by KIERYN RUBY
Social media gives us the ability to communicate with others on various platforms like Twitter, Facebook, and Snapchat. We are able to share pictures, information, and even the occasional rant. While social media may seem like a fun way to interact with others, it has unfortunately become a stage for cyberbullying which can cause anxiety and depression in teens.
Anxiety and depression have always been issues with young adults, but now the number of diagnoses has skyrocketed due to the abundance of social media we have today. CNN and Time Magazine have both done studies on the increase of anxiety and depression in teens. They both credit the increase to social media. In part, this is due to the various forms of cyberbullying. We can post or say hurtful things to someone that are on display to everyone. For example, there is a blog on Reddit that is specifically for posting embarrassing or cringe-worthy videos of people. These people are shoved in the spotlight for doing something embarrassing. Because of this, this person’s self-esteem may drop and increases their chances of being depressed later on. Social media is not only a platform strictly for bullying, it is also great for communicating with others. We can give information to people who need it. We can also receive information like the latest news or what is going on in the world. Although, social media is useful for communicating, too many teens use social media for calling others out or “putting someone on blast”.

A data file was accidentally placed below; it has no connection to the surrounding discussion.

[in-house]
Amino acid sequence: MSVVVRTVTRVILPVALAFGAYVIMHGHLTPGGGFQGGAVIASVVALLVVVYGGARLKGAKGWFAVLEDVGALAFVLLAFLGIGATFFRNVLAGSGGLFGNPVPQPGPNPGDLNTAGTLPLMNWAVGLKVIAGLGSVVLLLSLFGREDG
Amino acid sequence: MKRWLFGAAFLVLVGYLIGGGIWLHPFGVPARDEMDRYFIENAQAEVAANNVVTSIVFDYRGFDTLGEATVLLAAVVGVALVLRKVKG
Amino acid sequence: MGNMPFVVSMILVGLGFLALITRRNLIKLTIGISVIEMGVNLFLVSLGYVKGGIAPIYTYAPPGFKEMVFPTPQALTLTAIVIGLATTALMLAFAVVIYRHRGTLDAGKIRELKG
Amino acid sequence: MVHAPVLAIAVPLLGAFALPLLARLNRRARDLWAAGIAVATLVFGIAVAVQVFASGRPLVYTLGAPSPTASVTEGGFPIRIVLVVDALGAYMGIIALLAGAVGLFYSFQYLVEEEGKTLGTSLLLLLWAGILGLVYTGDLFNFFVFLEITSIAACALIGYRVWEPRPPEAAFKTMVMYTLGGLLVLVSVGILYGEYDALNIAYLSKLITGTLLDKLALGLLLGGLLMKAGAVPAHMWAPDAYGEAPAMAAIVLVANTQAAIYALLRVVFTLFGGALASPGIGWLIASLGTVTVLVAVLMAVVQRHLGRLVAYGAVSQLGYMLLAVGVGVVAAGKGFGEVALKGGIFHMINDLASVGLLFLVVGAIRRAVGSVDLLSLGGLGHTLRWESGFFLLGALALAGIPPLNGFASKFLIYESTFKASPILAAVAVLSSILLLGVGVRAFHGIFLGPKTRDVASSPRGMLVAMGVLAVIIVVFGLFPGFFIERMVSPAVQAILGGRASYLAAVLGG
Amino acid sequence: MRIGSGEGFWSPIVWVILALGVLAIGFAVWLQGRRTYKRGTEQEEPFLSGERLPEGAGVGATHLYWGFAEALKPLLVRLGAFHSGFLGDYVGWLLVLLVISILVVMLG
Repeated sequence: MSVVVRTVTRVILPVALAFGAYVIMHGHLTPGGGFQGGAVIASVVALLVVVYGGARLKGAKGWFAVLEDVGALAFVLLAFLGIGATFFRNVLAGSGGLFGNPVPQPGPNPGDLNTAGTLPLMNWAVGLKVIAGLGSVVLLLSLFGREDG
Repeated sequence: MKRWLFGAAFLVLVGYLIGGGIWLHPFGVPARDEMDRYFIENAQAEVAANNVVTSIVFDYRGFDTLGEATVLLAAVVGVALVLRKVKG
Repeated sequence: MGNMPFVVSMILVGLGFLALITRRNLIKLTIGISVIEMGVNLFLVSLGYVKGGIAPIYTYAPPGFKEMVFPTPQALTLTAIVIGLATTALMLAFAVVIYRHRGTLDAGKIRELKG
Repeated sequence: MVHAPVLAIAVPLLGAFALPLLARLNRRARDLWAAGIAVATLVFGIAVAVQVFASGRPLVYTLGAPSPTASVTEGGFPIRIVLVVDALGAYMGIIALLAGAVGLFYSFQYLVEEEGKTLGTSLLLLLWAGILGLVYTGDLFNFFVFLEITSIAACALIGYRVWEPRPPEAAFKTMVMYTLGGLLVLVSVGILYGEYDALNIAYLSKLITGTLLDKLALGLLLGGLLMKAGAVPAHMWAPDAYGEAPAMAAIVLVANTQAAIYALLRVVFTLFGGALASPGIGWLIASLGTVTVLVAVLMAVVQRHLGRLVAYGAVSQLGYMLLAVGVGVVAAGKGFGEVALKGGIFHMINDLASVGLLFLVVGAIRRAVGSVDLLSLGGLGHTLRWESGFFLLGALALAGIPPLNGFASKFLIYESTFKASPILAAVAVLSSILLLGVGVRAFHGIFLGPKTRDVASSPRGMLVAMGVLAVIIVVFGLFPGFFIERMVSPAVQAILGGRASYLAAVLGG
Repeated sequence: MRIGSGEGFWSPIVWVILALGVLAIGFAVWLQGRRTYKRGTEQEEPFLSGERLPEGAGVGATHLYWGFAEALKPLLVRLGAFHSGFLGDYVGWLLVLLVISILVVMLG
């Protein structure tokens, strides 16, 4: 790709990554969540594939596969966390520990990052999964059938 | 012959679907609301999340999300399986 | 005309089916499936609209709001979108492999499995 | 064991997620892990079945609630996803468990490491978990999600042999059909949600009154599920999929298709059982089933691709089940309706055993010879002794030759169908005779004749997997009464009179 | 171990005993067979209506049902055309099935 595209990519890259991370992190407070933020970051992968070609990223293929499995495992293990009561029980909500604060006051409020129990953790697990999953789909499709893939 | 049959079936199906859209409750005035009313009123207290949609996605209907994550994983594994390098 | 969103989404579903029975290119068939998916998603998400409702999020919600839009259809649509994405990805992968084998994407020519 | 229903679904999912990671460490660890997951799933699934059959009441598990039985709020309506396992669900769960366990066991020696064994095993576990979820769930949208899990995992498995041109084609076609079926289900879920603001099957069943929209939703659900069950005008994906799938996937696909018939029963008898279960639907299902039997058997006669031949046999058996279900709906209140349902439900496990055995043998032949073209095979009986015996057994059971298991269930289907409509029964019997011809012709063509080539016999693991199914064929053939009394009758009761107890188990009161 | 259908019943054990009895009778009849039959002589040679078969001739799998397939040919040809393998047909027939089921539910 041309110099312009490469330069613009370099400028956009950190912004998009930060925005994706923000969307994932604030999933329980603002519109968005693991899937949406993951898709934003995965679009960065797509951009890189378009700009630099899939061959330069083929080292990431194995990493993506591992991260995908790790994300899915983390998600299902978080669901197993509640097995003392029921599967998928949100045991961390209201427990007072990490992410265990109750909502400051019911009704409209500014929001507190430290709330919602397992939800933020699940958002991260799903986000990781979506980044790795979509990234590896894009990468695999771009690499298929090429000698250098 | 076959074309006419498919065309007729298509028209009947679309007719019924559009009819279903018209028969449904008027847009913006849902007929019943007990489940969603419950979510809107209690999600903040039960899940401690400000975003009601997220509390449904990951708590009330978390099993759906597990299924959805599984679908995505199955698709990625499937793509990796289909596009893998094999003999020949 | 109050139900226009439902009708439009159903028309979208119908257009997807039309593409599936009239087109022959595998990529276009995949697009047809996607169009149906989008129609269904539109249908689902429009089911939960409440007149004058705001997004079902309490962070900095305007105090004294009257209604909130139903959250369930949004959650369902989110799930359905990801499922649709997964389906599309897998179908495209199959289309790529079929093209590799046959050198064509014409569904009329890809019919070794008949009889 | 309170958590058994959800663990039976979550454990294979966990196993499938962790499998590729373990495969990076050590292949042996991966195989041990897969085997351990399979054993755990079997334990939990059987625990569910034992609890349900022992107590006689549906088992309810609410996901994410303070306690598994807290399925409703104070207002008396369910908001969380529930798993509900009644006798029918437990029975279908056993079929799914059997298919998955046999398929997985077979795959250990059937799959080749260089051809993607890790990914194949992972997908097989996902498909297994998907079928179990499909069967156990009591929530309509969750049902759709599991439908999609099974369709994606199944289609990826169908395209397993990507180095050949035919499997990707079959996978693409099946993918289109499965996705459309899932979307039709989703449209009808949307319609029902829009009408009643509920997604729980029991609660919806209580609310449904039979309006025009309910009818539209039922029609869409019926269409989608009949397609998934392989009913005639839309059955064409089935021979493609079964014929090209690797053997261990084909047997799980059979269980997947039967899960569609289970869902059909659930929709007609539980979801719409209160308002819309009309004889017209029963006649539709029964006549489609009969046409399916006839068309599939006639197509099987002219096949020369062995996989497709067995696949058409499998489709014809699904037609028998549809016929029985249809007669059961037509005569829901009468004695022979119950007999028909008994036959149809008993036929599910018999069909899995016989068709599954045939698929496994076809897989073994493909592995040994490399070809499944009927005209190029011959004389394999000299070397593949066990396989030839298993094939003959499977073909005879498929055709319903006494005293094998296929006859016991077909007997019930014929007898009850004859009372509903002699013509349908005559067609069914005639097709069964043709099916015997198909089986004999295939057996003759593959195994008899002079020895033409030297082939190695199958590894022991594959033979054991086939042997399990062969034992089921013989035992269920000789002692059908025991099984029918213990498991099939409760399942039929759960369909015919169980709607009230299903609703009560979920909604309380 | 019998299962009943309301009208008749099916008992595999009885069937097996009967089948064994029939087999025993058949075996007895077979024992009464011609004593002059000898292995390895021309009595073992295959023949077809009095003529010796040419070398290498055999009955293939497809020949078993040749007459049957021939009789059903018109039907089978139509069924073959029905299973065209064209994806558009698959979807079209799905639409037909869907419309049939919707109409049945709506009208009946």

Yet another reason teens use social media is because they care too much about what others think of them. Most teens, including myself, worry about what others say or think. On Twitter, there are different kinds of posts that present other people’s opinions of us. There are the classic “fav for a tbh” and “send me an emoji and I will share my opinion of you” posts. These have given many of us anxiety wondering what that person really thinks of us. The anxiety can get even worse if the opinion is negative because that person will now try anything they can to make people like them. Studies show that anxiety has surpassed depression as the number one diagnosis in teens. Social media has reinforced the idea that we need to know other’s opinions of us. On the contrary, there are certain people that need other’s opinions to do their job. The Presidential Candidates, for example, took to social media to see how popular or unpopular they were. Companies that sell products need consumer reports to know whether or not their product is selling well. Teens, in some ways, are similar to these examples because most care about other’s opinions when they really should not.
Social media was intended to be a fun, new way to interact with others, but it has inundated teenager’s lives. Unfortunately, social media is now a large part of teen’s lives for all of the wrong reasons.